Fears are growing that another two-month temporary patch for Medicare physician pay rates is increasingly possible as congressional negotiations on a long-term solution to the problem appeared deadlocked.
Hope fades for long-term solution from Congress
A bipartisan congressional conference committee aims to avert an automatic 27.4% cut by Medicare’s sustainable growth-rate formula for physicians on March 1 when a two-month freeze at last year’s rates expires.
The two parties have locked into opposing approaches, according to congressional sources, with Republicans generally favoring a two-year extension of the current rates and Democrats pushing for elimination of the payment formula and its scheduled cuts.
But the primary obstacle to any movement on the issue, members of Congress and other sources said, is the stark differences in ways proposed to pay for either approach. Democrats primarily want to use a one-time budget offset of “savings” stemming from the end of the Iraq War, while Republicans continue to push budget cuts, including at least $44.6 billion in 10-year healthcare cuts.
“I think it needs to pass the straight-face test,” House Speaker John Boehner (R-Ohio) said in a news conference last week about proposed funding alternatives. “The fact is, we are going to spend less in our war efforts in Afghanistan and Iraq, and to use those savings to propel more spending doesn’t seem to make a great deal of sense to me.”
The continuing split over funding alternatives has left some provider advocates concerned that another two-month extension of the current patch is increasingly possible as its Feb. 29 expiration date draws closer.
Anders Gilberg, senior vice president of government affairs at the MGMA (formerly known as the Medical Group Management Association), said Congress could miss a historic opportunity to resolve the issue if it uses another short-term patch.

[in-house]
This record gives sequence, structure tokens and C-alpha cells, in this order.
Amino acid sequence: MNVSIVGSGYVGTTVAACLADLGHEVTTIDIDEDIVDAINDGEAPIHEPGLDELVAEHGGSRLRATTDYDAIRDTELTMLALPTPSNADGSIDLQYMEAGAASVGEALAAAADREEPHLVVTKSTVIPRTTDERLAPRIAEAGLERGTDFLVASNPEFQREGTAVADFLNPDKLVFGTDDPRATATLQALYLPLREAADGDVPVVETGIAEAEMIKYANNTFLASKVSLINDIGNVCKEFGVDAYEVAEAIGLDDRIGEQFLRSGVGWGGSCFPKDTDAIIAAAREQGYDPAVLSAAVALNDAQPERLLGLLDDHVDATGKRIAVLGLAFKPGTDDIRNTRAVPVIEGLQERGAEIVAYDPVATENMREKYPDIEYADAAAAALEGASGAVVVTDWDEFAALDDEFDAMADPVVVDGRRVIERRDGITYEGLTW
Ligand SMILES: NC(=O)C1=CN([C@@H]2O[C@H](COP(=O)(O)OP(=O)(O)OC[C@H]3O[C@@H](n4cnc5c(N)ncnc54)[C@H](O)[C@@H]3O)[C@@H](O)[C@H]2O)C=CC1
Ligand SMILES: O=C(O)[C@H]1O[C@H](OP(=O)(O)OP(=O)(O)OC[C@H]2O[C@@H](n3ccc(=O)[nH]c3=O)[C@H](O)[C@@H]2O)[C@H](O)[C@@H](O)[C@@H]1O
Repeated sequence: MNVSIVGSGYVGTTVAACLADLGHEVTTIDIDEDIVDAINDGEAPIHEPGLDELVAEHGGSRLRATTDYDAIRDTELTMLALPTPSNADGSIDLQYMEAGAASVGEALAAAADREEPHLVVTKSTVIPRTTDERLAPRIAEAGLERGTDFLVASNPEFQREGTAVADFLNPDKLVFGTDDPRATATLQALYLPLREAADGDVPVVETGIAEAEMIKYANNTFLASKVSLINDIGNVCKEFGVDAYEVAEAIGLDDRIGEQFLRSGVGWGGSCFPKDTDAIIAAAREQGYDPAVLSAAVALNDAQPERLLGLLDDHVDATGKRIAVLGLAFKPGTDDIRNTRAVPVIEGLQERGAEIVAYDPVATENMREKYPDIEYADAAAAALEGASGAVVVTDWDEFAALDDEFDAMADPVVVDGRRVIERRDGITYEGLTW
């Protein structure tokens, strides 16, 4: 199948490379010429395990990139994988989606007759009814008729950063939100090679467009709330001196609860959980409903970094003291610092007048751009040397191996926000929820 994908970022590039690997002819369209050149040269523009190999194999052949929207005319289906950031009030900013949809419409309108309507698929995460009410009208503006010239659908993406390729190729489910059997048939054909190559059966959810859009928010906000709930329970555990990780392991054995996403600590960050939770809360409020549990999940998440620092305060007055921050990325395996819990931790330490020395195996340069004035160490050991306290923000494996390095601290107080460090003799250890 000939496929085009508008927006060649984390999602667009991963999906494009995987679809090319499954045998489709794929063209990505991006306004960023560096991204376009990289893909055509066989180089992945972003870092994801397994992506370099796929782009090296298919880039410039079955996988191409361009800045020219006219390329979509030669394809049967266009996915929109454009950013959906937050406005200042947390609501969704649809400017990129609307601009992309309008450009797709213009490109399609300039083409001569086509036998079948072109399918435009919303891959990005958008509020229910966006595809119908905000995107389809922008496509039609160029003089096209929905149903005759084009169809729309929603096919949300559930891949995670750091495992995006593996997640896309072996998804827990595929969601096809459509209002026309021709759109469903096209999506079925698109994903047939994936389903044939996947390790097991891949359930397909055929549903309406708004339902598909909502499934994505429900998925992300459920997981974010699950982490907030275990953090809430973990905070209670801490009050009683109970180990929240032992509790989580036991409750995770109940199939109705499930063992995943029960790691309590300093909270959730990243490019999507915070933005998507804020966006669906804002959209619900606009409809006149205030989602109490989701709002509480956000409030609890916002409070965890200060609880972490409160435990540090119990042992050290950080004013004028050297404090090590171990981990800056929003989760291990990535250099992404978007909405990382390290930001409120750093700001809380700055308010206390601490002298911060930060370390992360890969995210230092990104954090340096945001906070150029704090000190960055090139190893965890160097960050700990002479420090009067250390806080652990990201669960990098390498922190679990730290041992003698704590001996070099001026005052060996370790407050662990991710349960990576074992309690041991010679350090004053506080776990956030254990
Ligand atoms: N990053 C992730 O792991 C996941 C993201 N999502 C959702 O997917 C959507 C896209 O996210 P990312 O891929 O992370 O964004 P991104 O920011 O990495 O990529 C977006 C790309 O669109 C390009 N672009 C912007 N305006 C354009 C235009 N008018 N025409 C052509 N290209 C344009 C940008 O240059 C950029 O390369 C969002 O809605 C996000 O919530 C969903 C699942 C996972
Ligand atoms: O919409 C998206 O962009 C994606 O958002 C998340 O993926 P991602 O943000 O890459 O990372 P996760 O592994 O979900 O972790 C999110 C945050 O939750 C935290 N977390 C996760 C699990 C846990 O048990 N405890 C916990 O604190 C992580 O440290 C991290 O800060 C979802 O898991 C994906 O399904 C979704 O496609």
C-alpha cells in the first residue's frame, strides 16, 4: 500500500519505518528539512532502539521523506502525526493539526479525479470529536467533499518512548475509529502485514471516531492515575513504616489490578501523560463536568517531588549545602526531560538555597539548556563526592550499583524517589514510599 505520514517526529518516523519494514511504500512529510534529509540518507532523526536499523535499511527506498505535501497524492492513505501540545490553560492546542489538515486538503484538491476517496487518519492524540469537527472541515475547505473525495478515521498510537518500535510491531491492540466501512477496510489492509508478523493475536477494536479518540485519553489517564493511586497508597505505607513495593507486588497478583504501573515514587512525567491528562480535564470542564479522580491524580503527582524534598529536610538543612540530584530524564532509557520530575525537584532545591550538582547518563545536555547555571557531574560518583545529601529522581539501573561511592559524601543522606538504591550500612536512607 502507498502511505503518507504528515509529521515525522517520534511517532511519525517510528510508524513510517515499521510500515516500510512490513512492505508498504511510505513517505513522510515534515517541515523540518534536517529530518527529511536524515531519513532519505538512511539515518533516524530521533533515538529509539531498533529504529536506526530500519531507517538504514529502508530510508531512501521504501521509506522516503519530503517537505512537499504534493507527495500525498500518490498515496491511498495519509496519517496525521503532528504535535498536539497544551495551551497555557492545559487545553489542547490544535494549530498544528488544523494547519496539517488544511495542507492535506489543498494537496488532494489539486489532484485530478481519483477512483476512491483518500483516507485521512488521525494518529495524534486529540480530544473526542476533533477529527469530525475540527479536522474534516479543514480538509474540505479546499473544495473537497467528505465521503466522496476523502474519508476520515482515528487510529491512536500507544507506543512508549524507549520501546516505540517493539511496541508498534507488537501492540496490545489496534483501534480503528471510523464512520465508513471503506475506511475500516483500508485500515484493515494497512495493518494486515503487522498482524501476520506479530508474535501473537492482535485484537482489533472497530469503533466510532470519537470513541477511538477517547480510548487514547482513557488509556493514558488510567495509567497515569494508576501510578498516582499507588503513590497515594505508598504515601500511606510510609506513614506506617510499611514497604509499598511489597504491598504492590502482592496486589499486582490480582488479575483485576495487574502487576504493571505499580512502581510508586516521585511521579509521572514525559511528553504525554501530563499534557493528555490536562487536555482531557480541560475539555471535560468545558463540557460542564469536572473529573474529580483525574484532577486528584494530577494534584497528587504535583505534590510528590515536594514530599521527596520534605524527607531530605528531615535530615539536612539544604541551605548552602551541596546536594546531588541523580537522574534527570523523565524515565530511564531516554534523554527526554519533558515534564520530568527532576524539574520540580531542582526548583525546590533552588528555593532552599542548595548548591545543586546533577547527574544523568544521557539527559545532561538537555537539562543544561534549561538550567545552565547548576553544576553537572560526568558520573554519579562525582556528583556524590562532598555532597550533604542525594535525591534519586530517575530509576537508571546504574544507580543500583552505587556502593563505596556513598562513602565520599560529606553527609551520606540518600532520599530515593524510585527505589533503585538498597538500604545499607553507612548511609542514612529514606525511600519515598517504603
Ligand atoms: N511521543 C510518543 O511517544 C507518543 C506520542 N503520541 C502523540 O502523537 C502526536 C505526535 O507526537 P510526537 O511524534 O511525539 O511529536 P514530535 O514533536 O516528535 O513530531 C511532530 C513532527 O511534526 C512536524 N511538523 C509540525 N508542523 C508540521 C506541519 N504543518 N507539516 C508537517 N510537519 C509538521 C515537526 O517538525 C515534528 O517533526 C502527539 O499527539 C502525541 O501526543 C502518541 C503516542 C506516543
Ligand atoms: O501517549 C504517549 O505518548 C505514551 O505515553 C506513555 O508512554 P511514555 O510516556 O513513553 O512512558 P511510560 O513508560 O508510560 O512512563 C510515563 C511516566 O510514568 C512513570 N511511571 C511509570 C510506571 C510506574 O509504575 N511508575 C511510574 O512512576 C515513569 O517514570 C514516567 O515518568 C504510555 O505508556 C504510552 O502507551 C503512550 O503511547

“Given the unique one-time opportunity to repeal the SGR using” war savings, Gilberg said, the “MGMA will be deeply disappointed in any short-term patch, be it two months or two years. All a patch does is increase the size of the next cut and the amount needed for repeal. In a couple years the cut will be 40% and future dollars needed for repeal will be nearing $500 billion.”
Rep. Tom Price (R-Ga.), a physician who is a member of the committee, told Modern Healthcare that he opposes a two-month extension, just as he opposed the two-month freeze that is about to expire. “We believe—I believe—two years is the minimum” needed extension of current rates, he said.
Conferees are communicating regularly about the SGR beyond the public meetings they’ve held, members of Congress said in interviews. The public meetings have largely consisted of presentations and sparring over the partisan funding proposals.
Other members of Congress were less optimistic. “Time is so short they will probably end up with another short-term extension,” Rep. Phil Gingrey (R-Ga.), a physician and co-chairman of the House GOP Doctors Caucus, said. “It would be great if we could get to a year. I’ve always been in favor of separating the doc issue” from the larger package that includes income tax and unemployment insurance provisions.
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